The role of social-cognitive abilities in preschoolers' aggressive behaviour

Authors


Correspondence should be addressed to Kimberly Wright Cassidy, Department of Psychology, Bryn Mawr College, 101 North Merion Avenue, Bryn Mawr, PA 19010, USA (e-mail: kcassidy@brynmawr.edu).

Abstract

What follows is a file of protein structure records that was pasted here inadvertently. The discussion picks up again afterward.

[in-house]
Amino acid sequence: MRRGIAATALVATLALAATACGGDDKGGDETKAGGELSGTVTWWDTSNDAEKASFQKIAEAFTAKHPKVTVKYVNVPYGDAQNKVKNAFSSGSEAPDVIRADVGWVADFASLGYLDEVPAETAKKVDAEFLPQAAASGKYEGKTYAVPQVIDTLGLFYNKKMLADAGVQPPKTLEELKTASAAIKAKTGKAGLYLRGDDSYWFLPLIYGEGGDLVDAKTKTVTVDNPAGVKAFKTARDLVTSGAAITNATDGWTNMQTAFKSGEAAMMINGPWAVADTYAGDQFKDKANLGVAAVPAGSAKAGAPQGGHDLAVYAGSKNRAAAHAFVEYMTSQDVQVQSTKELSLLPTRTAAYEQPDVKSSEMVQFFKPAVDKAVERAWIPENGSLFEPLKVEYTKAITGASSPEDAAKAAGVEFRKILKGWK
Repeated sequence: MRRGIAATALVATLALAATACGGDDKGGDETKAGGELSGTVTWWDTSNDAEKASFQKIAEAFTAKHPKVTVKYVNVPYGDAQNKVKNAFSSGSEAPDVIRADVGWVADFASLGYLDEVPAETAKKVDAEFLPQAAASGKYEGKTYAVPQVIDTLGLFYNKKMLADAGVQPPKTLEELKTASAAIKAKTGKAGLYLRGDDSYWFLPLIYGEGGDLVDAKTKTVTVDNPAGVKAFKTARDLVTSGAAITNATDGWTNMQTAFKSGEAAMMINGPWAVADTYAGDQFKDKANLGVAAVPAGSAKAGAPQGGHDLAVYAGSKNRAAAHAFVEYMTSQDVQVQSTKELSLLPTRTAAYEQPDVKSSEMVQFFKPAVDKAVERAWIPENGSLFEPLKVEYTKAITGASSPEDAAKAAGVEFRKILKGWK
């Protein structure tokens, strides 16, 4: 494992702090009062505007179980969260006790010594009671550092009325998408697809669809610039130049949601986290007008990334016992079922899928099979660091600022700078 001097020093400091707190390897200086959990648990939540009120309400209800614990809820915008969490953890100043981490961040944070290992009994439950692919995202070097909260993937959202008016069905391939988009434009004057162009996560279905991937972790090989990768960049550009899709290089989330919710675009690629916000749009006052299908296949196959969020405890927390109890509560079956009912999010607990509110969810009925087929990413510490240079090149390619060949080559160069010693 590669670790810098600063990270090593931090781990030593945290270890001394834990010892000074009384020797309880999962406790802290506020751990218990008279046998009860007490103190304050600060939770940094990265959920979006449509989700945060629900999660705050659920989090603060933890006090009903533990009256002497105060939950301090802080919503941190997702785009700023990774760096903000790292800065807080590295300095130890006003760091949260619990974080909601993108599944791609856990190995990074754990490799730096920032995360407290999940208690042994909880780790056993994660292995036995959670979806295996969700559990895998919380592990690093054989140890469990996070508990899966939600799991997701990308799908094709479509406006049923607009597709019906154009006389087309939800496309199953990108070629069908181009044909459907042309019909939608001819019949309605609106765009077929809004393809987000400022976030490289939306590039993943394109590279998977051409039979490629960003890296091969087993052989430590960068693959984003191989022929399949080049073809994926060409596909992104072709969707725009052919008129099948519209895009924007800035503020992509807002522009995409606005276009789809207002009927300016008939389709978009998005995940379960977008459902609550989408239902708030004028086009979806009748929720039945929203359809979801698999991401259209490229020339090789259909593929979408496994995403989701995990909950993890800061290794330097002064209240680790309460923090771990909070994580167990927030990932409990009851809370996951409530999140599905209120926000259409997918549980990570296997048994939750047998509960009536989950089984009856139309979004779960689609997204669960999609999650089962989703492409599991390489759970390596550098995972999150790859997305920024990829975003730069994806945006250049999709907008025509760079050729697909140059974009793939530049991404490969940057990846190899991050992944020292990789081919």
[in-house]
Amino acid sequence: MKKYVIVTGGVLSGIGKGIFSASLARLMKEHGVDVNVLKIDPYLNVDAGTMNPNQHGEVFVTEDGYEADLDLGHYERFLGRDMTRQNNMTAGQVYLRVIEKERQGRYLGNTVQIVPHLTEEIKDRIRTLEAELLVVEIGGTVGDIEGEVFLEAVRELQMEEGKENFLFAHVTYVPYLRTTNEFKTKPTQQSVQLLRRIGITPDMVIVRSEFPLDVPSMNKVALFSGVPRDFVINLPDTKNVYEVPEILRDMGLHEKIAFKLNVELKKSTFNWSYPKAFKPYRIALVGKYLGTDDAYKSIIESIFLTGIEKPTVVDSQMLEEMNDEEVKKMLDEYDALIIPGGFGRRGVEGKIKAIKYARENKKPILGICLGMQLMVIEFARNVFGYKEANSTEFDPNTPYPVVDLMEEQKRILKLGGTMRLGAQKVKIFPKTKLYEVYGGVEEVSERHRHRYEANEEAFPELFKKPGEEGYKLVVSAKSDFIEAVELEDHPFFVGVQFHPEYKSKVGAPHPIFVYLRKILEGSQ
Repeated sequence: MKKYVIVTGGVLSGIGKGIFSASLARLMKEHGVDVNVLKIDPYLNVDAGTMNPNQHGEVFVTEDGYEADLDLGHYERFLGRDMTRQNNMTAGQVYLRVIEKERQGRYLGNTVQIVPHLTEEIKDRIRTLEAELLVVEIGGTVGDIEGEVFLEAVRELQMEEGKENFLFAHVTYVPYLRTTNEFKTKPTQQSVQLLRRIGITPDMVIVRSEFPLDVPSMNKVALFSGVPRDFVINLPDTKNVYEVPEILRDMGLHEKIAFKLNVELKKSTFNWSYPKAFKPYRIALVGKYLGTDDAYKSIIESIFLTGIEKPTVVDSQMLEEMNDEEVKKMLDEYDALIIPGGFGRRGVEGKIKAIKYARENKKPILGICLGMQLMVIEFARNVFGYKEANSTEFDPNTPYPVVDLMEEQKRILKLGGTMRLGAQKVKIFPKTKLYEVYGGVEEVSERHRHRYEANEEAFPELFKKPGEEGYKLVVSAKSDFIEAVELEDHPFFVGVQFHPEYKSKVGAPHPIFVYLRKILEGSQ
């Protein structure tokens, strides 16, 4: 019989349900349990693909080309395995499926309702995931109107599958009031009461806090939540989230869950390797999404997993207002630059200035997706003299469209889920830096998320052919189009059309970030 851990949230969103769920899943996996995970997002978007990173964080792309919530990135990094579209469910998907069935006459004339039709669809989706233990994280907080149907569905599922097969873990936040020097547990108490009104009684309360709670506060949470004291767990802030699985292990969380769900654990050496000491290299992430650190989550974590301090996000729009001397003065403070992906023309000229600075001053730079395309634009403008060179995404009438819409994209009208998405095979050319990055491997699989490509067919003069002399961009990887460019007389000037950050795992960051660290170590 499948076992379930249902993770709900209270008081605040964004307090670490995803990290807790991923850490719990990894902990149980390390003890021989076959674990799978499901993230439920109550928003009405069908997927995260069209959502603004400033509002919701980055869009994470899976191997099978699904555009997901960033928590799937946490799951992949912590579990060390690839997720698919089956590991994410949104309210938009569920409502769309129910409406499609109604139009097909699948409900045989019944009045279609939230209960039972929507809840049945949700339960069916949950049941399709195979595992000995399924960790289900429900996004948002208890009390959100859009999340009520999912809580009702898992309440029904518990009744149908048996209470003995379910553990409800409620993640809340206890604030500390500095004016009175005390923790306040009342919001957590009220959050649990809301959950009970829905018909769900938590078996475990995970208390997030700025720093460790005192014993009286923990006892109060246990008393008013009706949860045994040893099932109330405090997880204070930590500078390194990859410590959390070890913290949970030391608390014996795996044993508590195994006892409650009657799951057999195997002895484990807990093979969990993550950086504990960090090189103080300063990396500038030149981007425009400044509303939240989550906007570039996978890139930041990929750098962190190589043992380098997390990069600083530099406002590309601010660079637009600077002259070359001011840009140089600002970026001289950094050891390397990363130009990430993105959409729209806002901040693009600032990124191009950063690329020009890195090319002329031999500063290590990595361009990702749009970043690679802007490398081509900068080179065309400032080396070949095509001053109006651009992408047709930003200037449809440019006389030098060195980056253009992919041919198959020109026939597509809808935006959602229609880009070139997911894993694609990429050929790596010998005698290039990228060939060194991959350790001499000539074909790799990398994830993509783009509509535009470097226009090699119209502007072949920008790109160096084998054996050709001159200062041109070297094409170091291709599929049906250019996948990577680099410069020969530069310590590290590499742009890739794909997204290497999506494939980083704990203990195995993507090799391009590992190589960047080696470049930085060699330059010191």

This study investigated the relationship between preschool children's social-cognitive abilities (theory of mind and social information processing; SIP) and their observed physical and relational aggressive behaviour. Children with more advanced social-cognitive abilities engaged in fewer acts of physical aggression; however, much of the ability of the social-cognitive variables to predict physical aggression was shared with language ability. In addition, social-cognitive understanding moderated the connection between language ability and physical aggression. Exploratory examination of gender differences in patterns of association between physical aggression and the social cognitive understanding variables revealed that the relationships were only true for boys. Relational aggression was not associated with social cognitive ability for either boys or girls, but this is likely due to the low frequency of relationally aggressive behaviour observed in this sample.

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